Two Weeks on the Alaska Railroad – Jun 2006

Work once again took me to Anchorage this summer, so I figured I’d just tack on another week to spend chasing the Alaska Railroad. It was, after all, over the summer solstice and give me more daylight than I could handle… or so I thought. As things turned out, most of the trip was filled with clouds, cold, and rain, with only a few solid days of blue skies and sun. There were enough breaks in the clouds, however, to still make things worthwhile.

The first few days were mainly filled with work. The only time I got to chase the ARR was usually in the evening or in a few hours over lunch. Fortunately for me, most of my coworkers had never been to Alaska and wanted to take a little time off before they left to do things like see Seward and visit Exit Glacier. Figuring this would be a good chance to fan during the day, I drove myself down and wound up chasing a southbound coal load from Moose Pass to Seward on the first Thursday. Once everyone else was headed home on Friday, I returned to the lines south of Anchorage to capture the operation of the daily passenger trains. Saturday went similarly – chasing passenger traffic along the Turnagain Arm.

Sunday marked a move – the trip north to Fairbanks, following on the heels of the northbound Denali Star. The day started sunny, but turned into a downpour north of Broad Pass. Monday, my day to stay around Fairbanks, was very similar. Consequently, I spent most of the day driving around and exploring places I’d never visited, not railfanning. About the only railfanning on Monday was catching the outbound Denali Star near Happy, and then a few shots from the road on the south side of the yard. On Tuesday, I headed back to Anchorage to chase the southbound Denali Star, basically reversing what I’d done on Sunday. Guess what? Rain, rain, rain, as far as Broad Pass again.

The remainder of my week – Wednesday and Thursday – was spent along the Turnagain Arm again. Part of this is a cloudless day out to Whittier. In four trips to Alaska and numerous tries, I’ve never gotten a clear day in Whittier until now. Not only did I get a clear day, but I got three trains in town within a short time – a freight loading a barge and two passenger trains. Thursday didn’t actually involve much railfanning – it was more about a drive to Homer and the eternal search for the world’s best fish and chips. Friday marked the end of the trip, with my flight leaving town a bit after 1300h (which, ironically, didn’t leave until it was some two hours late).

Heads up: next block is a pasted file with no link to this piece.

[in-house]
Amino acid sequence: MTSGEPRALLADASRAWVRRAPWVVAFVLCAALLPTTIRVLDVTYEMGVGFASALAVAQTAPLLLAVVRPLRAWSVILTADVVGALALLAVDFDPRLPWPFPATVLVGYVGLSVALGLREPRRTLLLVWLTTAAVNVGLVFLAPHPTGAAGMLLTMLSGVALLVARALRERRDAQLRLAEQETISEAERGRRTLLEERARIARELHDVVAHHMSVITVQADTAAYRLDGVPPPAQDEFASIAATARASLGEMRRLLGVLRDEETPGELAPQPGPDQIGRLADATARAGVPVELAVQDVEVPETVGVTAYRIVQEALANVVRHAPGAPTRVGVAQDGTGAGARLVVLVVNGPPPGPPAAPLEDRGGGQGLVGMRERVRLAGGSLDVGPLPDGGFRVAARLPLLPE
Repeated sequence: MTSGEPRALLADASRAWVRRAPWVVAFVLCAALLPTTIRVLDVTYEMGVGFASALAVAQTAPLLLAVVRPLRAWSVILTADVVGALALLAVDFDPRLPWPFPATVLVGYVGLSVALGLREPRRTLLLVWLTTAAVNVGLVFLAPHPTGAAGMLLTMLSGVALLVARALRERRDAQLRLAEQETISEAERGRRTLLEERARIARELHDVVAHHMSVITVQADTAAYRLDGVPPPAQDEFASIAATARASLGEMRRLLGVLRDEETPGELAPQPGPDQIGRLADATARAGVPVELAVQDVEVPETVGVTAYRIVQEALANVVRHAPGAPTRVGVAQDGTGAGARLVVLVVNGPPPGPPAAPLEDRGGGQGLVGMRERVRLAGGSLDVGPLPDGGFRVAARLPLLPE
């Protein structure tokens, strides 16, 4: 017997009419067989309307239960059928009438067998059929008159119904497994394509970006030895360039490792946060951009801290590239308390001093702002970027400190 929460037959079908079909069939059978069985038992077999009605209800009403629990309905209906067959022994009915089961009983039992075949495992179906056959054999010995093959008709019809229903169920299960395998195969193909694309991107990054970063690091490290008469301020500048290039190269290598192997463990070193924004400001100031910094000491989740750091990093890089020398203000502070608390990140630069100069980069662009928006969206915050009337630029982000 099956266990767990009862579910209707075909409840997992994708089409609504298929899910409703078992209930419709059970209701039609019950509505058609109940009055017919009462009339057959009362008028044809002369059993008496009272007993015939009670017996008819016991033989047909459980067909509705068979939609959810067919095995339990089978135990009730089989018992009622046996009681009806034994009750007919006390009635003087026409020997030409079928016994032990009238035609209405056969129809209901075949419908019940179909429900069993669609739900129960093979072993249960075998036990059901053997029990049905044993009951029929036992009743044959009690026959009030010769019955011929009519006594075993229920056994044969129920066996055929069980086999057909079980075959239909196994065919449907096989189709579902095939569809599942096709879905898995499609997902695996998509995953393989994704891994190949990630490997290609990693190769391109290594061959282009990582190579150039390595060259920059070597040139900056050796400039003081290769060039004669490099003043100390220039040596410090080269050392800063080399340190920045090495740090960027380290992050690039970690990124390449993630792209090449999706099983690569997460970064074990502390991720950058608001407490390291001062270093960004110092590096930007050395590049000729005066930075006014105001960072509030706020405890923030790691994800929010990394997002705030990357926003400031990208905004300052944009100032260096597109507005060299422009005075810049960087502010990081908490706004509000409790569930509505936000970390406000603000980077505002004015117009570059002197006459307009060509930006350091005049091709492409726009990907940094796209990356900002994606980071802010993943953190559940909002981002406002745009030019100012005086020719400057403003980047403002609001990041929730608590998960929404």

Overall, it was a good trip, despite the weather. I came home with a couple thousand shots, of which maybe a dozen were good, and another hundred were presentable. It’s taken a long time to get this trip report put together, largely due to the amount of material to sort through. (Unfortunately, that passage of time has probably lead to a few inaccuracies creeping in – particularly with trying to figure out exact positions along the Turnagain Arm. For those of you who know the area better than me, please feel free to sent corrections.) I hope you enjoy it.

I will warn future fans of one thing – the ARR is a very different creature than it was three years ago. This new Alaska RR is very security sensitive, and is crawling with special agents. I’m not sure what’s responsible for the sudden change, but it’s as clear as night and day. I saw SAs out and about more in two weeks on the ARR than I’ve seen in my entire life in the lower 48. To steal a line from the a post on the ARR Railfans’ mailing list, it’s now not a question of if you’ll be approached, but when. They’re often driving along in their Suburbans just ahead of trains, checking for potential problems, particularly at grade crossings. It makes my usual advice – don’t stay put too long – null and void, as they show up just before train time. Just always stay on public property, be safe, and be straightforward with them when they show up – remember, they’re full law enforcement officers. The two I encountered were both very polite and professional, and gave me no trouble once they were pretty sure I wasn’t any sort of threat nor was I going to do anything unsafe. I will admit, though, that it’s very unnerving and did tend to throw off my photography for at least a few hours afterwards. I wouldn’t let it sway your decision to railfan the ARR too much, but it’s something you should definitely be aware of before you visit.

Anchorage-Seward – Jun 19-24, 2006

Anchorage-Fairbanks – Jun 25-27, 2006

Anchorage-Whittier – Jun 28, 2006


All photographs in this trip report were taken with a Canon EOS 20D using either a Canon 24-105mm F4 L IS/USM or a Canon 75-300mm f4-5.6 IS/USM.

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This work is copyright 2020 by Nathan D. Holmes, but all text and images are licensed and reusable under a Creative Commons Attribution-NonCommercial-ShareAlike license. Basically you’re welcome to use any of this as long as it’s not for commercial purposes, you credit me as the source, and you share any derivative works under the same license. I’d encourage others to consider similar licenses for their works.